(a)  How much data is in drive D: ?
(b)  Is D: currently just a clone of F: ?   (i.e. can you delete the D: partition without much hassle?)
(c)  How much data is in drive Z: ?
(d)  Is the image you currently have of the same-size partition as C: ?
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by:garycase
ID: 33589937
... by the way, what is the make/model of your 2TB drive?      If it's one of the low-power drives from WD or Seagate, you may want to keep your OS's on the other drive (Disk 1), as it's most likely a 7200rpm drive and the 2TB drive may be a 5400 or 5900 rpm unit.
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by:jodyfaison
ID: 33590023
let see, d: as opposed to f: is actually the more current of the Docville (MyDocs etc) and is much larger as I consolidated a few folders into it.
D now has 1.64 - 1.33 = 500 gigs or so?
D and F were originally cloned yes.
Z has about 15 gigs, I was using it to install program files to save room in the c: partition.
Win 7 Image to be installed is 22. 6 gigs. That's not all used space I don't think.

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by:garycase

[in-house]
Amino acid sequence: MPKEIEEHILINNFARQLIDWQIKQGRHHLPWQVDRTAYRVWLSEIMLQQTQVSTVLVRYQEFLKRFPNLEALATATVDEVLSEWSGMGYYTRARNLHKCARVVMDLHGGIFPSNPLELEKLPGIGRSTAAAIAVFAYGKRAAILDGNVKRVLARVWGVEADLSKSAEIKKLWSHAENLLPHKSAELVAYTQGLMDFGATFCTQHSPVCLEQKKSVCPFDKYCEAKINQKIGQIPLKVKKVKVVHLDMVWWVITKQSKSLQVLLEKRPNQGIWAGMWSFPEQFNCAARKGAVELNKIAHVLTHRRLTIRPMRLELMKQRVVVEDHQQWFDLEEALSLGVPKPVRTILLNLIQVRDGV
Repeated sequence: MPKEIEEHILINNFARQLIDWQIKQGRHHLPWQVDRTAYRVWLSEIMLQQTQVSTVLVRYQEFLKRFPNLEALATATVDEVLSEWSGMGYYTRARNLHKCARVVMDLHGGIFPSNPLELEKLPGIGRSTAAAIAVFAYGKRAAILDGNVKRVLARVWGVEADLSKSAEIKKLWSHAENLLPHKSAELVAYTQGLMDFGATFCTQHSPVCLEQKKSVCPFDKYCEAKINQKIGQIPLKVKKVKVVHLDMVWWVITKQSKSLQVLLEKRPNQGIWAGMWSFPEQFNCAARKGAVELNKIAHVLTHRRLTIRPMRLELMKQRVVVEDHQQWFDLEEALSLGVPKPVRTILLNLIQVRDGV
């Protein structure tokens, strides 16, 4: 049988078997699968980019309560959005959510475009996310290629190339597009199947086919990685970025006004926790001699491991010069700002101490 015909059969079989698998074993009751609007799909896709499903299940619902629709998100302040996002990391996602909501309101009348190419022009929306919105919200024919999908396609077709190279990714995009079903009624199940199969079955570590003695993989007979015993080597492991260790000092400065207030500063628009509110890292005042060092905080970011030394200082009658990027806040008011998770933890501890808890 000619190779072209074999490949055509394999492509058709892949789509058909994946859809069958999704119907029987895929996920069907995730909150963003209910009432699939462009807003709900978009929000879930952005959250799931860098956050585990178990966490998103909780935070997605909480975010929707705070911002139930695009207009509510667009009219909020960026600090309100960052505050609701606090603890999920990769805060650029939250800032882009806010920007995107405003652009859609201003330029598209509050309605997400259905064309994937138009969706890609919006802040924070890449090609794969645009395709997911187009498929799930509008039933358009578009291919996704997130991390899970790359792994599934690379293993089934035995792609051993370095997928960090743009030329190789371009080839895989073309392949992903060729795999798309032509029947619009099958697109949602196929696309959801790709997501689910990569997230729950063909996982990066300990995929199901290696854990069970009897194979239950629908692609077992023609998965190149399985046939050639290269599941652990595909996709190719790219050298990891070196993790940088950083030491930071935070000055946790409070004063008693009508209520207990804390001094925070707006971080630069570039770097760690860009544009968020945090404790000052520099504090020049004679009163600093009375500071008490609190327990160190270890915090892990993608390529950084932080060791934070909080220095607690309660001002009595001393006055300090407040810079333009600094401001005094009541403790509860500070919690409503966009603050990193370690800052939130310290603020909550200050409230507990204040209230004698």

ID: 33590068
What are the characteristics of the two drives (0 & 1)?     If Disk 1 is a 7200rpm drive and disk 0 is not, I'd put the OS's on Disk 1.    That's also more convenient, since you can easily free up space on Disk 1 by just deleting the F: partition.     What's in I: ??   ... and how much free space does it have?
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by:jodyfaison
ID: 33590071
the 2tb is a Seagate Barracuda. It doesn't have the rpm on the disk as the other disks do.
Disk 1 is 7200.01 as you suspected.
Filemanager.PNG
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by:jodyfaison
ID: 33590108
l: was originally the z drive, which was program file installations. Anything on disk 1 can be deleted or re-formatted.
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by:garycase
ID: 33590115
While I'm waiting for your next reply, I'll give you some "get ready" thoughts ...